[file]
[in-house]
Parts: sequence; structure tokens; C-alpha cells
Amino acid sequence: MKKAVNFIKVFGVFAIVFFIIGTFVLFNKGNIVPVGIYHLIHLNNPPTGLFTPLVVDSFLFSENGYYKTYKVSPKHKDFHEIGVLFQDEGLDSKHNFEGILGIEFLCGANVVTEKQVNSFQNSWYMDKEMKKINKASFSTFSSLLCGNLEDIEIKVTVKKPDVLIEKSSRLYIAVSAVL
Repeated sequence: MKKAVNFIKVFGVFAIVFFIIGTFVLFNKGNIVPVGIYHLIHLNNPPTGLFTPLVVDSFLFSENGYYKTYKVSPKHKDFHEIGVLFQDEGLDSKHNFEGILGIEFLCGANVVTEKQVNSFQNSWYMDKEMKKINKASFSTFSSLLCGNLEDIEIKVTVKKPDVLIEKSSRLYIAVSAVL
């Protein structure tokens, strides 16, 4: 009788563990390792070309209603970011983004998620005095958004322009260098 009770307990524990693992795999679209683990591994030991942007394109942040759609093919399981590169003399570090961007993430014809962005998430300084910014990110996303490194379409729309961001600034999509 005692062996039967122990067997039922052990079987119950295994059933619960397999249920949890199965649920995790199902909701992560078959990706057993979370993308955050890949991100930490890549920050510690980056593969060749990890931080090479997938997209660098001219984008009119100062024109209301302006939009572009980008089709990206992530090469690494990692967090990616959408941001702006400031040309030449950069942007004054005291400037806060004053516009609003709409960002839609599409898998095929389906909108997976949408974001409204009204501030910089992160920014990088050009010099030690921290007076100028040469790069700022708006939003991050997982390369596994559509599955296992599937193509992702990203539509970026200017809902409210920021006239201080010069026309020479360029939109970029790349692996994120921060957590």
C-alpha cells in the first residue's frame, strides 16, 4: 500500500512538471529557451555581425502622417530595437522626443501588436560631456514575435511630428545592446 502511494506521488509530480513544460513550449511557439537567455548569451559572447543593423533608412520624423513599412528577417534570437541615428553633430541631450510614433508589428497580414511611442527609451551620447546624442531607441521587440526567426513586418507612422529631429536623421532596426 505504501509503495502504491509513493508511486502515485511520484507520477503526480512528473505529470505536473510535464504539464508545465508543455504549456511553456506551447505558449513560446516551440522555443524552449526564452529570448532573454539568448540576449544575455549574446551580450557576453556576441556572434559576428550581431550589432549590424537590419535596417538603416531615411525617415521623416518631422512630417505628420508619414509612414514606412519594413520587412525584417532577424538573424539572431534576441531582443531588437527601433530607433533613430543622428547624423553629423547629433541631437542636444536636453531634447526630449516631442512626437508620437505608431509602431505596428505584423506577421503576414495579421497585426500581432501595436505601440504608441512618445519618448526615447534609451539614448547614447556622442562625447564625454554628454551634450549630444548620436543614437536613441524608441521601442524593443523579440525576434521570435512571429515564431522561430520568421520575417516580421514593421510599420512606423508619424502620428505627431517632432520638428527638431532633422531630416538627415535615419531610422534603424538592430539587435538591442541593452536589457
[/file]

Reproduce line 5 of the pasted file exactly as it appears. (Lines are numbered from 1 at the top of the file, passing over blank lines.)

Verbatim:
């Protein structure tokens, strides 16, 4: 009788563990390792070309209603970011983004998620005095958004322009260098 009770307990524990693992795999679209683990591994030991942007394109942040759609093919399981590169003399570090961007993430014809962005998430300084910014990110996303490194379409729309961001600034999509 005692062996039967122990067997039922052990079987119950295994059933619960397999249920949890199965649920995790199902909701992560078959990706057993979370993308955050890949991100930490890549920050510690980056593969060749990890931080090479997938997209660098001219984008009119100062024109209301302006939009572009980008089709990206992530090469690494990692967090990616959408941001702006400031040309030449950069942007004054005291400037806060004053516009609003709409960002839609599409898998095929389906909108997976949408974001409204009204501030910089992160920014990088050009010099030690921290007076100028040469790069700022708006939003991050997982390369596994559509599955296992599937193509992702990203539509970026200017809902409210920021006239201080010069026309020479360029939109970029790349692996994120921060957590």